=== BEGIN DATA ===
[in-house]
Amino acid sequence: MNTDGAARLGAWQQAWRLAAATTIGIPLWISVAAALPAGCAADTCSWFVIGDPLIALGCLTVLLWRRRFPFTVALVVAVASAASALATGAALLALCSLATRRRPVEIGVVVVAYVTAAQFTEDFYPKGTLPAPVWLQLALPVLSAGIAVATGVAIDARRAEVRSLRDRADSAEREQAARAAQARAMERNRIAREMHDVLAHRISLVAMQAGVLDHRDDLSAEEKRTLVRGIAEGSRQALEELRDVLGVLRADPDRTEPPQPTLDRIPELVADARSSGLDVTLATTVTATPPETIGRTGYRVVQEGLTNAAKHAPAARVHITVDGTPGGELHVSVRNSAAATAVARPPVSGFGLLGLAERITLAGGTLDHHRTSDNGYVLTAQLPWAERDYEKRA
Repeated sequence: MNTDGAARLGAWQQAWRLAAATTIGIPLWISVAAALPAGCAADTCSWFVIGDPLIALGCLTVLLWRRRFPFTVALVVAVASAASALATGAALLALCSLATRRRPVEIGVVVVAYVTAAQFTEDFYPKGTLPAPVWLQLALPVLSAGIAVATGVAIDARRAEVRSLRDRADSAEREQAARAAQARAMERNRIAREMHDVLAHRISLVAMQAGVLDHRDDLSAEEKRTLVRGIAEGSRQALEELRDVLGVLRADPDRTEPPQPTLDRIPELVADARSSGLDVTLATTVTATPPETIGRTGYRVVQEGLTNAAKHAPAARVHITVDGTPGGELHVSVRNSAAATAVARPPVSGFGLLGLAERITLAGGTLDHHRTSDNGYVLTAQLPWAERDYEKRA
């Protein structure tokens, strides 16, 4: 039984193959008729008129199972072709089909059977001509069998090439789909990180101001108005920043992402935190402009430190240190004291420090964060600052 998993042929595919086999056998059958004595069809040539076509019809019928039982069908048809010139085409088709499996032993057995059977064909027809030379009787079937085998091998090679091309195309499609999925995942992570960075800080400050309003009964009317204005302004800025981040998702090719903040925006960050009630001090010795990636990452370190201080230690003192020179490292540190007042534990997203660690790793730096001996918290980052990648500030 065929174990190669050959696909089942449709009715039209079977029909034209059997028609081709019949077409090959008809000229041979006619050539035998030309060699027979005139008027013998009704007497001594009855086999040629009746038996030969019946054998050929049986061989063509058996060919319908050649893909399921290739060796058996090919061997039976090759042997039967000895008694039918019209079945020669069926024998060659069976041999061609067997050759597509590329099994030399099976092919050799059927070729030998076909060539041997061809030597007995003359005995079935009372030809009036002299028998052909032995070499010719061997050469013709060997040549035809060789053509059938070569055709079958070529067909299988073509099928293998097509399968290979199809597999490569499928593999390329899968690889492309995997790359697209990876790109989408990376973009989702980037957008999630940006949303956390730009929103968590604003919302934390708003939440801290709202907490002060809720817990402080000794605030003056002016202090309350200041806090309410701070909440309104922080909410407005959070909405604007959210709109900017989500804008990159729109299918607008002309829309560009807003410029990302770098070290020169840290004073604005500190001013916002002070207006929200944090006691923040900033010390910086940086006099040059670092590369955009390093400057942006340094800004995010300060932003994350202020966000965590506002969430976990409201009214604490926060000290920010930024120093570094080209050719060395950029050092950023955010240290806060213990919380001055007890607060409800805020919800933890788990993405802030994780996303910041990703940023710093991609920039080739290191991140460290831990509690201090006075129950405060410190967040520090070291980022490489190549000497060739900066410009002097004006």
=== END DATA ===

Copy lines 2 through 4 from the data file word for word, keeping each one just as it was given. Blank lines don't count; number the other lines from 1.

Amino acid sequence: MNTDGAARLGAWQQAWRLAAATTIGIPLWISVAAALPAGCAADTCSWFVIGDPLIALGCLTVLLWRRRFPFTVALVVAVASAASALATGAALLALCSLATRRRPVEIGVVVVAYVTAAQFTEDFYPKGTLPAPVWLQLALPVLSAGIAVATGVAIDARRAEVRSLRDRADSAEREQAARAAQARAMERNRIAREMHDVLAHRISLVAMQAGVLDHRDDLSAEEKRTLVRGIAEGSRQALEELRDVLGVLRADPDRTEPPQPTLDRIPELVADARSSGLDVTLATTVTATPPETIGRTGYRVVQEGLTNAAKHAPAARVHITVDGTPGGELHVSVRNSAAATAVARPPVSGFGLLGLAERITLAGGTLDHHRTSDNGYVLTAQLPWAERDYEKRA
Repeated sequence: MNTDGAARLGAWQQAWRLAAATTIGIPLWISVAAALPAGCAADTCSWFVIGDPLIALGCLTVLLWRRRFPFTVALVVAVASAASALATGAALLALCSLATRRRPVEIGVVVVAYVTAAQFTEDFYPKGTLPAPVWLQLALPVLSAGIAVATGVAIDARRAEVRSLRDRADSAEREQAARAAQARAMERNRIAREMHDVLAHRISLVAMQAGVLDHRDDLSAEEKRTLVRGIAEGSRQALEELRDVLGVLRADPDRTEPPQPTLDRIPELVADARSSGLDVTLATTVTATPPETIGRTGYRVVQEGLTNAAKHAPAARVHITVDGTPGGELHVSVRNSAAATAVARPPVSGFGLLGLAERITLAGGTLDHHRTSDNGYVLTAQLPWAERDYEKRA
């Protein structure tokens, strides 16, 4: 039984193959008729008129199972072709089909059977001509069998090439789909990180101001108005920043992402935190402009430190240190004291420090964060600052 998993042929595919086999056998059958004595069809040539076509019809019928039982069908048809010139085409088709499996032993057995059977064909027809030379009787079937085998091998090679091309195309499609999925995942992570960075800080400050309003009964009317204005302004800025981040998702090719903040925006960050009630001090010795990636990452370190201080230690003192020179490292540190007042534990997203660690790793730096001996918290980052990648500030 065929174990190669050959696909089942449709009715039209079977029909034209059997028609081709019949077409090959008809000229041979006619050539035998030309060699027979005139008027013998009704007497001594009855086999040629009746038996030969019946054998050929049986061989063509058996060919319908050649893909399921290739060796058996090919061997039976090759042997039967000895008694039918019209079945020669069926024998060659069976041999061609067997050759597509590329099994030399099976092919050799059927070729030998076909060539041997061809030597007995003359005995079935009372030809009036002299028998052909032995070499010719061997050469013709060997040549035809060789053509059938070569055709079958070529067909299988073509099928293998097509399968290979199809597999490569499928593999390329899968690889492309995997790359697209990876790109989408990376973009989702980037957008999630940006949303956390730009929103968590604003919302934390708003939440801290709202907490002060809720817990402080000794605030003056002016202090309350200041806090309410701070909440309104922080909410407005959070909405604007959210709109900017989500804008990159729109299918607008002309829309560009807003410029990302770098070290020169840290004073604005500190001013916002002070207006929200944090006691923040900033010390910086940086006099040059670092590369955009390093400057942006340094800004995010300060932003994350202020966000965590506002969430976990409201009214604490926060000290920010930024120093570094080209050719060395950029050092950023955010240290806060213990919380001055007890607060409800805020919800933890788990993405802030994780996303910041990703940023710093991609920039080739290191991140460290831990509690201090006075129950405060410190967040520090070291980022490489190549000497060739900066410009002097004006």